2000
DOI: 10.1002/(sici)1097-0274(200001)37:1<6::aid-ajim3>3.3.co;2-8
|View full text |Cite
|
Sign up to set email alerts
|

Medical examination for asbestos‐related disease

Abstract: There are millions of workers whose exposure to asbestos dust prior to the implementation of asbestos regulation and improved control measures places them at risk of asbestos-related disease today. In addition, workers are still being exposed to signi®cant amounts of asbestos, when asbestos materials in place are disturbed during renovation, repair, or demolition. Given the continued presence of asbestos-containing materials in industrial, commercial, and residential settings throughout the U.S., a sizeable po… Show more

Help me understand this report

Search citation statements

Order By: Relevance

Paper Sections

Select...
2
1
1
1

Citation Types

1
6
0
2

Year Published

2003
2003
2018
2018

Publication Types

Select...
7

Relationship

0
7

Authors

Journals

citations
Cited by 8 publications
(9 citation statements)
references
References 67 publications
(80 reference statements)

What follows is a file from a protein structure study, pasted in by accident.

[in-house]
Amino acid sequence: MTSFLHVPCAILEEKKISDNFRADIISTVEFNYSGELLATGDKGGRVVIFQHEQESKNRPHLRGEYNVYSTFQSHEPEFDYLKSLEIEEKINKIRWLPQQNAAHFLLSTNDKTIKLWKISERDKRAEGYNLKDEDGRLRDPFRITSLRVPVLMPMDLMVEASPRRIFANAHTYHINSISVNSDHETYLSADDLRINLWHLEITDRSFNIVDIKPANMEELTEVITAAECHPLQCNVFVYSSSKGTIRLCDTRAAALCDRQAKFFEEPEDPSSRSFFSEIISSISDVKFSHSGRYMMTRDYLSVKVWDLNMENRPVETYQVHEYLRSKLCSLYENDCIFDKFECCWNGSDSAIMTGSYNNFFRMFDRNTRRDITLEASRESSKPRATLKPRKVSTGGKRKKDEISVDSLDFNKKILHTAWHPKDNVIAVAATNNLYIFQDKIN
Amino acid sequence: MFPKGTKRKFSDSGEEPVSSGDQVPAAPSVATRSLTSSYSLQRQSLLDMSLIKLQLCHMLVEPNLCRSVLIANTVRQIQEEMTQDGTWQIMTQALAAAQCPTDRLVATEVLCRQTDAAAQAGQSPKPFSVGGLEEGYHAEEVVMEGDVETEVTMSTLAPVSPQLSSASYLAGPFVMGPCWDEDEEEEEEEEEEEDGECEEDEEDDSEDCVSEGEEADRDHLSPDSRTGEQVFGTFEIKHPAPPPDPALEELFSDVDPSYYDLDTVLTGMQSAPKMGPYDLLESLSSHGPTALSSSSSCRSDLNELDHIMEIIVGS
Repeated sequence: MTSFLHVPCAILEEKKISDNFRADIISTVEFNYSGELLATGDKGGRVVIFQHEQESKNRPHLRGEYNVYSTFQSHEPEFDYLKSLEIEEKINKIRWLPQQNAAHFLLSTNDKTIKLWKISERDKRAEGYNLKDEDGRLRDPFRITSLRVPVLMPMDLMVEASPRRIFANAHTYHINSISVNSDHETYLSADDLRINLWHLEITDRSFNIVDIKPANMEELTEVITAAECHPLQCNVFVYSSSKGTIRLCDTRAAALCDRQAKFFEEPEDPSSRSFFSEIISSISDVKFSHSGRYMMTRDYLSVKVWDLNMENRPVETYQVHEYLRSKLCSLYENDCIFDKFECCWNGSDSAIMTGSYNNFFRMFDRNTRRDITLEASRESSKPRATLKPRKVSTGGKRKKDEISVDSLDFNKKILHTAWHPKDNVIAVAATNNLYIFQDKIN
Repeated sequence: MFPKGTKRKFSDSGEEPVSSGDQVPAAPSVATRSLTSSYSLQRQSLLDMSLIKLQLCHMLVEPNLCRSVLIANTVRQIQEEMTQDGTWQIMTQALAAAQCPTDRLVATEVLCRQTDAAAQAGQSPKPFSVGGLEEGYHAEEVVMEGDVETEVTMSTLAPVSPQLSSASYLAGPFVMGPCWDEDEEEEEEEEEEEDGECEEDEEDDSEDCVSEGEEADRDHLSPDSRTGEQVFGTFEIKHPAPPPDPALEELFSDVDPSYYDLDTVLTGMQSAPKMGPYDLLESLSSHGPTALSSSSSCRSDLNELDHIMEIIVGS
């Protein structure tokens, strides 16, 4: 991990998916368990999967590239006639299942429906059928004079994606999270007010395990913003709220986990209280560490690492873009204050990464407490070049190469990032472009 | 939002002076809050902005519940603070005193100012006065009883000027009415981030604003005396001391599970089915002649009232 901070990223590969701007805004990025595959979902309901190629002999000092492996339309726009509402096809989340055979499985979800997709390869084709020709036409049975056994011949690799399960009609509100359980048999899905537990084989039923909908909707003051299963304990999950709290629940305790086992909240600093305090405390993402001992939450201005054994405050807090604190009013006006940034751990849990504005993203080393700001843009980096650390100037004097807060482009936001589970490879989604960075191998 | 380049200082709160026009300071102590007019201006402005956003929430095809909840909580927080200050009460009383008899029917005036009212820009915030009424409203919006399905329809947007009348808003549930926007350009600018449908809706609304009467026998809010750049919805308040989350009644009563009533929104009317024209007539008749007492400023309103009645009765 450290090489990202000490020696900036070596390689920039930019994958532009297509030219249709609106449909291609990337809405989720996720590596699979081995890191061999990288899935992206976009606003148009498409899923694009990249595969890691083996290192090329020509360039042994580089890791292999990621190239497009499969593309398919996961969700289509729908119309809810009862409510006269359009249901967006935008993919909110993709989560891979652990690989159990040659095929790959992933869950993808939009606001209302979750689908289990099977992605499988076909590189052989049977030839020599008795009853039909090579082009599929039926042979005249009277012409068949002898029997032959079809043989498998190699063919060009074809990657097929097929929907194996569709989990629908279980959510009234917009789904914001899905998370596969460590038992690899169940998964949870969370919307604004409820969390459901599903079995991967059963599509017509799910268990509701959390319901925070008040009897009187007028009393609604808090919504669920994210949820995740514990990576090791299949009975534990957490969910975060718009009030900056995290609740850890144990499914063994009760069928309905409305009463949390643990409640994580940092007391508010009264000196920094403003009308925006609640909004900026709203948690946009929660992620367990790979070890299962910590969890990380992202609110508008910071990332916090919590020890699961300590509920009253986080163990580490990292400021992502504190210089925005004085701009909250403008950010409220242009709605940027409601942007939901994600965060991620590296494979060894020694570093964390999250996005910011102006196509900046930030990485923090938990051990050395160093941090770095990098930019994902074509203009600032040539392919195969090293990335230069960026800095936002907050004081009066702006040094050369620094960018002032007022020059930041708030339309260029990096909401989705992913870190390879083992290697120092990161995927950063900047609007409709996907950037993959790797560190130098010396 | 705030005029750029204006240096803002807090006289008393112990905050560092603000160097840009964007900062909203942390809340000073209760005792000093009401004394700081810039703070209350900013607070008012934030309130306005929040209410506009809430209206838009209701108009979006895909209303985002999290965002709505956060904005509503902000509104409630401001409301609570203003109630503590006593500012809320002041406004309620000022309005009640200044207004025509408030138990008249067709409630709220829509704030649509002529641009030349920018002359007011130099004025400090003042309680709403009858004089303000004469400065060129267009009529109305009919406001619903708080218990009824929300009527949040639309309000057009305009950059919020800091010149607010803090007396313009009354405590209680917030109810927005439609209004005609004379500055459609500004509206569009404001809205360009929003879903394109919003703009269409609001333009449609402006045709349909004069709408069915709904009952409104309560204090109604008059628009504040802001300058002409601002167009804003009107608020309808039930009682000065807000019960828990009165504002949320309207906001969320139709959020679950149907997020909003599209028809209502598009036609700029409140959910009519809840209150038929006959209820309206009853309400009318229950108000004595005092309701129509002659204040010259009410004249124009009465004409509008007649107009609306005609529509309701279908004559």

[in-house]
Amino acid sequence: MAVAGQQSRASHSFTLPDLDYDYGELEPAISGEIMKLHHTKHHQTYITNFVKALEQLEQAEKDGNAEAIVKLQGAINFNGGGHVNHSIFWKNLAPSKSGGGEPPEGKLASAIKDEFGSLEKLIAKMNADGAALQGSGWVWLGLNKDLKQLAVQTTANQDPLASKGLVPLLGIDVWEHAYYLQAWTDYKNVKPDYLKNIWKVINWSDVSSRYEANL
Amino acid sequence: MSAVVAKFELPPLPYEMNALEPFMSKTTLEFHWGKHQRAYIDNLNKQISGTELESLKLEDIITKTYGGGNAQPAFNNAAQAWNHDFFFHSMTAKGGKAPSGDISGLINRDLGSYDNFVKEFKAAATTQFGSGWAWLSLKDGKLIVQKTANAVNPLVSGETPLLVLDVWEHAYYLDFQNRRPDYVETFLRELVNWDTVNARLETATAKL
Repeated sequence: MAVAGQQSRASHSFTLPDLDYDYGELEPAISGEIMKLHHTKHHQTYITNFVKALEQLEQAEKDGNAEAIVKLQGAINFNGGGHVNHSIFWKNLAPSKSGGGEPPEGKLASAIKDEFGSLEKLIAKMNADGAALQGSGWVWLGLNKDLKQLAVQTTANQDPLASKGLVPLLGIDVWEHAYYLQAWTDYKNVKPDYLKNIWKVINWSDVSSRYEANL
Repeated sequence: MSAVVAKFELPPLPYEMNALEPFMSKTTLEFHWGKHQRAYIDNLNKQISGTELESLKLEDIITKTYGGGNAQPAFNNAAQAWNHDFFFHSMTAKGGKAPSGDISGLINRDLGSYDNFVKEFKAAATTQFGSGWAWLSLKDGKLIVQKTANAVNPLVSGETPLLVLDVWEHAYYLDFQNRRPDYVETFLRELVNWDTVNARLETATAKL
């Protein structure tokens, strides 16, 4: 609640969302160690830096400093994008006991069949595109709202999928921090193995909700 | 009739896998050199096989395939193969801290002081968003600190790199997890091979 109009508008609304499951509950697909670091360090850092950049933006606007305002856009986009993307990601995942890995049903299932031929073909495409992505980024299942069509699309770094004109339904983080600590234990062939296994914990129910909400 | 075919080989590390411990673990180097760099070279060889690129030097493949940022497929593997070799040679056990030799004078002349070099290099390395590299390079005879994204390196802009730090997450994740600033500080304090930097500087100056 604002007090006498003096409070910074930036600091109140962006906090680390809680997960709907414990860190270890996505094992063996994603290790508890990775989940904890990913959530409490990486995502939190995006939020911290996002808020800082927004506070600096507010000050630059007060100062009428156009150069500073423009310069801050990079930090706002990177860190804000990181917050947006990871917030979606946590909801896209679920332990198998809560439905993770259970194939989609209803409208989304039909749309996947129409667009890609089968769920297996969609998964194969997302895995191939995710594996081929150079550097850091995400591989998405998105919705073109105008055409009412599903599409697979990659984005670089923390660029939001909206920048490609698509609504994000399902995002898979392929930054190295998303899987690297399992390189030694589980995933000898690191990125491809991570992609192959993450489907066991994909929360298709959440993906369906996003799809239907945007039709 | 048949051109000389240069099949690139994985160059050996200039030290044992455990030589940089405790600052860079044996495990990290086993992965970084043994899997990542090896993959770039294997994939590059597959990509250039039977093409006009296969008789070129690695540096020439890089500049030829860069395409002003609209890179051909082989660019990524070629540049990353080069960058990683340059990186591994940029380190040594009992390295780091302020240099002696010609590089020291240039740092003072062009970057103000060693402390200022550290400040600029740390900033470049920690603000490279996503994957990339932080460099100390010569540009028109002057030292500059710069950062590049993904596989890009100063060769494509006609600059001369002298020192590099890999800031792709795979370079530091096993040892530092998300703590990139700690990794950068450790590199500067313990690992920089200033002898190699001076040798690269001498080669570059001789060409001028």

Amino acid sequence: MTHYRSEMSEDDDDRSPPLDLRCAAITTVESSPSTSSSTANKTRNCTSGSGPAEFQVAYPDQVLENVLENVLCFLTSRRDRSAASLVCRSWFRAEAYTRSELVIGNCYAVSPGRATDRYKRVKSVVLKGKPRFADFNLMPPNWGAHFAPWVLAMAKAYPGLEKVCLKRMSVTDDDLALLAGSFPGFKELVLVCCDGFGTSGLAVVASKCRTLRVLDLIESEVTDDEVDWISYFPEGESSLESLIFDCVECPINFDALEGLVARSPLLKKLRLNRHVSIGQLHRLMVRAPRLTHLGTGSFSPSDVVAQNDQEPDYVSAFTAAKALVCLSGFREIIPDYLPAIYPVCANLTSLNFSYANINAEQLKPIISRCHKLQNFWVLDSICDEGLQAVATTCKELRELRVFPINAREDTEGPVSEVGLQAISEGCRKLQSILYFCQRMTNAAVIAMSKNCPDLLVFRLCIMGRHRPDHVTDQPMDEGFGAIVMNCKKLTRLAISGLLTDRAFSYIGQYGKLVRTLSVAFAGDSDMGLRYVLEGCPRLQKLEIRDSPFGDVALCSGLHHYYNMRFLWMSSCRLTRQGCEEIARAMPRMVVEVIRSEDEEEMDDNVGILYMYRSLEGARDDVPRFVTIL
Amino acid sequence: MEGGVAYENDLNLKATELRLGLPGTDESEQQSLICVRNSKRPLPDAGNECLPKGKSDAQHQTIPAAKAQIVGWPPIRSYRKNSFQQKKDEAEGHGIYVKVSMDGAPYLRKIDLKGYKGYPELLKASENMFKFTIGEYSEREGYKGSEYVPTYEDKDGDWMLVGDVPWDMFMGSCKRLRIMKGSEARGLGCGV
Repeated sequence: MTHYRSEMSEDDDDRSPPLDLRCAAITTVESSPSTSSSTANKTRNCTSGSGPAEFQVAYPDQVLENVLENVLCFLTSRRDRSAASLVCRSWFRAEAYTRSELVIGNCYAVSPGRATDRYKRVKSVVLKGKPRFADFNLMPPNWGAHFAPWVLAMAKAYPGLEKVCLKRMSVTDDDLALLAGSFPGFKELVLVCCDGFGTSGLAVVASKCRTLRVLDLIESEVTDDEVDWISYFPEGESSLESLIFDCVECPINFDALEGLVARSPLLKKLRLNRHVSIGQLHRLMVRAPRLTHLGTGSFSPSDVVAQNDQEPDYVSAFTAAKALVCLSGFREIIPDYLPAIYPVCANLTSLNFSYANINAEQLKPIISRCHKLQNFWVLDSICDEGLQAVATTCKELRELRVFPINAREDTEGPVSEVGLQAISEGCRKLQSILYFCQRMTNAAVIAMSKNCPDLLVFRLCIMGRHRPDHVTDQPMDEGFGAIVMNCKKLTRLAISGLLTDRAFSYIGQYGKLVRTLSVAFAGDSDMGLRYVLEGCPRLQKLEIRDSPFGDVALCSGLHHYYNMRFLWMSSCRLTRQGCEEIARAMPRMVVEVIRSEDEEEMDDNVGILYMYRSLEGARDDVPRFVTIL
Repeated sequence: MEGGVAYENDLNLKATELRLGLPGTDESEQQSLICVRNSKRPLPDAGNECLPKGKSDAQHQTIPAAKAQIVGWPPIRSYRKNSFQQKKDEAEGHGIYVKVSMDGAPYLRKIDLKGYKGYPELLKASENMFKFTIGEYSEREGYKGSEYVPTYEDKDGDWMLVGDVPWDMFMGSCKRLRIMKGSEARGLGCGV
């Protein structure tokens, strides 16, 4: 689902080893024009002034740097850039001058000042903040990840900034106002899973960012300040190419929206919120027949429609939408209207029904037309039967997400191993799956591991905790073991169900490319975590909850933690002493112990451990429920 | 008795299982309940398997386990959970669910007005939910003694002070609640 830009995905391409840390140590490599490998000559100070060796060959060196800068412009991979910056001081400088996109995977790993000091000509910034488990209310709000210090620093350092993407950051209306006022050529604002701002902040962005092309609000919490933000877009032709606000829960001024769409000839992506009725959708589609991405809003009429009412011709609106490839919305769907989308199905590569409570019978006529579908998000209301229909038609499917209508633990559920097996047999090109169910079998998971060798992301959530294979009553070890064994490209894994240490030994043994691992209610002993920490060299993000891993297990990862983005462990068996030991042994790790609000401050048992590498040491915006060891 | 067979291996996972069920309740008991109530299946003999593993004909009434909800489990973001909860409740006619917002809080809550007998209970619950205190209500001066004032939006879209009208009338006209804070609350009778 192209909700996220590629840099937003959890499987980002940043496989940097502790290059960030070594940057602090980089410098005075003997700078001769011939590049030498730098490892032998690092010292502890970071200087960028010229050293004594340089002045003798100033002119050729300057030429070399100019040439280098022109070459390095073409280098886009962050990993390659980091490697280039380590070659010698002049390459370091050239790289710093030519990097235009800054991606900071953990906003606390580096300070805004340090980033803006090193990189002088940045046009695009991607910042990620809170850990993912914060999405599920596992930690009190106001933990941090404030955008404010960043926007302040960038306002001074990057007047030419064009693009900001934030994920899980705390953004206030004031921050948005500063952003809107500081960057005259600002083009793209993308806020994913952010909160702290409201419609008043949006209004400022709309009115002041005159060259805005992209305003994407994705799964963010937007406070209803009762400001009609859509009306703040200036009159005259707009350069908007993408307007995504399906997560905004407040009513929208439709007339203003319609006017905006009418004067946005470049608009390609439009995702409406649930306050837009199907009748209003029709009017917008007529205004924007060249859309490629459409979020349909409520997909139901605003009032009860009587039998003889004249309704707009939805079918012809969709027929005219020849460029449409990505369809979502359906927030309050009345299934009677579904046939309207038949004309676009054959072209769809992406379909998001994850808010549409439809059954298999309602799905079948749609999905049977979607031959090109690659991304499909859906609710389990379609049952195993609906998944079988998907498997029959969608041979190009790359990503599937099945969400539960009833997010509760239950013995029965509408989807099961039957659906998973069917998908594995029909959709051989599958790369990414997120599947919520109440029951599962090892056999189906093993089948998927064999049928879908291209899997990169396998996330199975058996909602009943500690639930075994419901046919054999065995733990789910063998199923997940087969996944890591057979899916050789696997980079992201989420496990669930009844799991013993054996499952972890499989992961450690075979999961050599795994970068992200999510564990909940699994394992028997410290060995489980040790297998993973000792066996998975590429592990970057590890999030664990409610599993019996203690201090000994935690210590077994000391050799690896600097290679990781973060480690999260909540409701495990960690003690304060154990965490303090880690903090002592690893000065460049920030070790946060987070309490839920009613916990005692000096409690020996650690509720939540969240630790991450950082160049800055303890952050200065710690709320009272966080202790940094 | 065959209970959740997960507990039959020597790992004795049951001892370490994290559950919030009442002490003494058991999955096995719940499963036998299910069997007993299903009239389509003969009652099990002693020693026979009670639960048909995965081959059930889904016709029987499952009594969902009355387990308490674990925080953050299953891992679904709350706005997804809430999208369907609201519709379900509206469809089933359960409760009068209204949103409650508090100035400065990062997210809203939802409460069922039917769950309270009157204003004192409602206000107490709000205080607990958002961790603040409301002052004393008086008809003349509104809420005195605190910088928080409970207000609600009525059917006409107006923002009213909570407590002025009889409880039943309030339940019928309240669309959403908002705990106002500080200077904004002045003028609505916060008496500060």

1
6
0
2
Order By: Relevance
“…The procedures used by the local OHSs were inhomogeneous and without coordination in areas characterized by the same health administration. Similar experiences were also described in other countries (8)(9)(10)(11).…”
Section: Introductionsupporting
confidence: 83%
“…The procedures used by the local OHSs were inhomogeneous and without coordination in areas characterized by the same health administration. Similar experiences were also described in other countries (8)(9)(10)(11).…”
Section: Introductionsupporting
confidence: 83%
“…Pleural changes are the most common sequelae of asbestos exposure (18)(19)(20), most commonly appearing 20 to 30 years after initial exposure (18,19,21,22). Pathologically, localized pleural changes or pleural plaques appear as a ''basket weave'' pattern of acellular hyalinized collagen involving the parietal pleura (21).…”
Section: Discussionmentioning
confidence: 99%
“…Although the P-A view is recommended by the ILO's guidelines for the classification of radiographs (ILO 1980), we used the lateral right and left oblique views as well as the P-A view for evaluating abnormalities. The addition of right and left oblique views increases the precision and the sensitivity and specificity of chest radiographs in finding pleural abnormalities not evident on the P-A view alone (Lawson et al 2001;Levin et al 2000).…”
Section: Methodsmentioning
confidence: 99%